StuCo Platforms: Educational Policy Representative – Marian Firke ’14

Editor’s note: This article was initially published in The Daily Gazette, Swarthmore’s online, daily newspaper founded in Fall 1996. As of Fall 2018, the DG has merged with The Phoenix. See the about page to read more about the DG.

For those of you who don’t know me (particularly since I have been abroad this year!), my name is Marian Firke, and I am a rising senior. Although my studies at the University of St Andrews in Scotland may be keeping me from plastering campus with eye-catching-but-wasteful paper fliers, I am eager to be your Educational Policy Representative next year. I am running on a platform with the following 3 long-term projects as my central planks:

  1. Working to better integrate diversity education into the Swarthmore curriculum
  2. Improving support and facilitation for peer group-study resources within the social sciences and humanities
  3. Collecting, compiling, and addressing student concerns with the off campus study process.

Though implementation will be a lengthy process, I am committed to discussing, proposing, and promoting the integration of diversity or sensitivity education into the academic curriculum. The need for an intentional, curricular commitment to diversity is apparent based on common campus concerns surrounding race, gender, sexuality and consent, socioeconomic class, survivor issues, ability and disability, mental illness, substance use, and more. While the programs administered during freshman orientation do an admirable job of providing a “crash course” in many of these topics, it is unrealistic to expect that a two-hour workshop during a hectic and often disorienting first week of college can possibly be a complete education on any of these issues. We wouldn’t expect a two-hour writing workshop to be enough to get students through four years of college—so why do we expect the same of diversity and assault-prevention programs? I will work with faculty, students, and our new Associate Dean of Diversity, Inclusion, and Community Development to begin mapping a curriculum that will scaffold education and discussion around these issues. If physical education, survival swimming skills, and writing skills can be universal requirements within a comprehensive, curriculum-for-life approach to education, then I see no reason why a more structured program of sensitivity and awareness education could not also be integrated into the required curriculum.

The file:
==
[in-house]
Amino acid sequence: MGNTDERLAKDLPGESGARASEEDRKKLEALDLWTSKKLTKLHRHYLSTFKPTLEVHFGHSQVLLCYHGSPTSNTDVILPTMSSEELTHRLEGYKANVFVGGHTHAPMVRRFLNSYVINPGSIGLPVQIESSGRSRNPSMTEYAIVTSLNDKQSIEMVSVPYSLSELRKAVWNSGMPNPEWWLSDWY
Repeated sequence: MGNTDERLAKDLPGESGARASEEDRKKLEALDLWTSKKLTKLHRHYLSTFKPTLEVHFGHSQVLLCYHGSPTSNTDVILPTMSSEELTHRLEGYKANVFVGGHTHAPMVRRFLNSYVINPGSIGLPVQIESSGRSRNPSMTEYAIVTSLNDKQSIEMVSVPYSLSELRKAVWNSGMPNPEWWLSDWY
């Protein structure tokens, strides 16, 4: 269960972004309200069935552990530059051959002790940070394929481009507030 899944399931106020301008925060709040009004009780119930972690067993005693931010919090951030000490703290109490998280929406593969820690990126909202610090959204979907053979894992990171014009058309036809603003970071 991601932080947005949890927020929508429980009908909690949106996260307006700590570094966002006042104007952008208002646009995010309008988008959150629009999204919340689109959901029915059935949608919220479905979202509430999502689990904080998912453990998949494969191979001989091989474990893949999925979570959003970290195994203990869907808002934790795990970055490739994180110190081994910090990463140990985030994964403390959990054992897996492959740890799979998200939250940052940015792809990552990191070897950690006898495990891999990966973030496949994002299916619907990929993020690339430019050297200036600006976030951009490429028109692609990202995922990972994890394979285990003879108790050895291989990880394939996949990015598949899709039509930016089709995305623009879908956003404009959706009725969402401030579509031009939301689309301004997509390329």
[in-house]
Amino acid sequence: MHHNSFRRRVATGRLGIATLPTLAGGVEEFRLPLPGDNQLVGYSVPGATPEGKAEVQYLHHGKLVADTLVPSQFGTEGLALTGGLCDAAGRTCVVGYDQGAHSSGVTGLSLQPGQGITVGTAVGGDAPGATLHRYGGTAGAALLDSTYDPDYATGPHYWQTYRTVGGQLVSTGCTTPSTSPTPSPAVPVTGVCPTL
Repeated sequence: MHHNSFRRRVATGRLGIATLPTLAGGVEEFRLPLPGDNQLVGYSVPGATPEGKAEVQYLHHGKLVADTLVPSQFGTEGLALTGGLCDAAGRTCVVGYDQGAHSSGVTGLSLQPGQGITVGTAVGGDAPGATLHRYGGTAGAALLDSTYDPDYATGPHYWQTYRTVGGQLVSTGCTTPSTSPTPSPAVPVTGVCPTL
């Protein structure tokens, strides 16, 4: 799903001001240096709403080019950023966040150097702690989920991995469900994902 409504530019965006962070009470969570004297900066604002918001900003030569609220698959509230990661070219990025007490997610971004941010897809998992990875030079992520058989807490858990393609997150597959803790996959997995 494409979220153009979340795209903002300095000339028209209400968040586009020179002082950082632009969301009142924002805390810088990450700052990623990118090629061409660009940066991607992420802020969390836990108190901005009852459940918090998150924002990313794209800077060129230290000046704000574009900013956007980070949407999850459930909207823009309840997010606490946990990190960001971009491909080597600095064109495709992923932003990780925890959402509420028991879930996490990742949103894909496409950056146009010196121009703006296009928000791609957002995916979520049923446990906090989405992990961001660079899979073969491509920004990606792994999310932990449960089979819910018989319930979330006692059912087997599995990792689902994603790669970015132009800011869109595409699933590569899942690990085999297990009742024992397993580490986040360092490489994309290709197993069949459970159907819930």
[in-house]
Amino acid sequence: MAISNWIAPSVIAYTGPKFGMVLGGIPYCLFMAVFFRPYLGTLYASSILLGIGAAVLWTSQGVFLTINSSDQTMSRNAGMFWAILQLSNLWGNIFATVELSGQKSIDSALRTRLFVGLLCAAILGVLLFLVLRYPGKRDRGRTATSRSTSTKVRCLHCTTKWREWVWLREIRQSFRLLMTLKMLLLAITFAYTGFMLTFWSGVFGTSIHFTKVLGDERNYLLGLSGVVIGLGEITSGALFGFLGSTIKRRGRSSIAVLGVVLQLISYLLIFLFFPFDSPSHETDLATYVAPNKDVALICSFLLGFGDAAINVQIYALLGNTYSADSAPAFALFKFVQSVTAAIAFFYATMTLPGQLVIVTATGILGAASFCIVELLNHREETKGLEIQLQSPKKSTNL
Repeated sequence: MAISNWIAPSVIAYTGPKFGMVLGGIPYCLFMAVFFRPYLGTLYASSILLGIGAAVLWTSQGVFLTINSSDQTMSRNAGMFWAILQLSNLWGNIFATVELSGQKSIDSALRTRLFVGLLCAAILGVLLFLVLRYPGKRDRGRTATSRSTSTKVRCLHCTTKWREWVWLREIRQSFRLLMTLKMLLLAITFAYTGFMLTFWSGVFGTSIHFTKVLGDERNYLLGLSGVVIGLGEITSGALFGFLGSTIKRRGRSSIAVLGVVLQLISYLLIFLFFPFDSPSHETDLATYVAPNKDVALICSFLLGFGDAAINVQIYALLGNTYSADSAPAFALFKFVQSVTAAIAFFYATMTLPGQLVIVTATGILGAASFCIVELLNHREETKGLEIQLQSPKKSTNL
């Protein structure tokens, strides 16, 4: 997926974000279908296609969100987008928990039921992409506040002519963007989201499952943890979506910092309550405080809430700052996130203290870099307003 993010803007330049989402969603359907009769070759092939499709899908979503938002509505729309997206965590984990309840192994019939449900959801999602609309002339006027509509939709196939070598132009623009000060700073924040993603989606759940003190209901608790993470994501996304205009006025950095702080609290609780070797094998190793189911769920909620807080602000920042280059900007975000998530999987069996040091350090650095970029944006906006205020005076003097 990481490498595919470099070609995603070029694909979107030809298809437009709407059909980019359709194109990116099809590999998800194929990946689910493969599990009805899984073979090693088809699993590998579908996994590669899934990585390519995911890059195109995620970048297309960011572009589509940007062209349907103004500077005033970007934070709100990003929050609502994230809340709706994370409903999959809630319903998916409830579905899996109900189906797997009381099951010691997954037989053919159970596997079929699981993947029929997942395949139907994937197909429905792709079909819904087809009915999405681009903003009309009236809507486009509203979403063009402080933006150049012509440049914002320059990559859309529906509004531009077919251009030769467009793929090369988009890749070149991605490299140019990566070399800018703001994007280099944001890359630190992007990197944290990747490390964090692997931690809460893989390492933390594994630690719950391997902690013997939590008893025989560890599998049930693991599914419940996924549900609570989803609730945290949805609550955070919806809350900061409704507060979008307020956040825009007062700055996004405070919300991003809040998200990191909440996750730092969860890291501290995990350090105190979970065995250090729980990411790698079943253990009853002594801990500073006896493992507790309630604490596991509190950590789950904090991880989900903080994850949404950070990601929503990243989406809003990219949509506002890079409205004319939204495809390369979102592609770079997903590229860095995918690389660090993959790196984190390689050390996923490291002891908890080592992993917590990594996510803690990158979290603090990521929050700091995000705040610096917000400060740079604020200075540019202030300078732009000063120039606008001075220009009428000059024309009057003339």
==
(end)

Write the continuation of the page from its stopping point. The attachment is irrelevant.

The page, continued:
Second, I would like to improve departmental support for peer tutoring and study groups in the social sciences and humanities. Students in physics, mathematics, chemistry, computer science, and biology classes have a wealth of resources available, including clinics and group-study sessions, facilitated by experienced and knowledgeable students and overseen by professors or other academic support staff. But there are no comparable support resources available for most social science or humanities courses. While the WA program is able to support students with a variety of academic writing concerns, and the SAM program is able to provide general study skills guidance, there is a lack of structured, discipline-specific peer support in these divisions. My goal would be to work with departments within these disciplines to develop better group-study and peer support systems so that students in these subjects are given comparable resources.

Finally, as someone who is intimately familiar with the off-campus study process, I am also keenly aware of the frustrations that this process can hold for many students. I am eager to address student concerns in this area, as well as helping to develop newer, more streamlined structures that will help individual departments to better support students preparing for or returning from their study abroad experiences. In particular, I would like to work with academic departments and the Off-Campus Study Office to develop a clearer and more systematic system for students to submit proposed coursework and obtain pre-estimations of study abroad credit. The current system is outdated, ad hoc, and confusing; students are left to decide who is an appropriate contact point for each course to be pre-estimated, which can lead to mixed signals and conflicting messages from departments. I am also eager to facilitate discussions with past off-campus study participants, to brainstorm constructive criticisms and changes that can be made to the OCS process, and to collect these suggestions into a more formal proposal.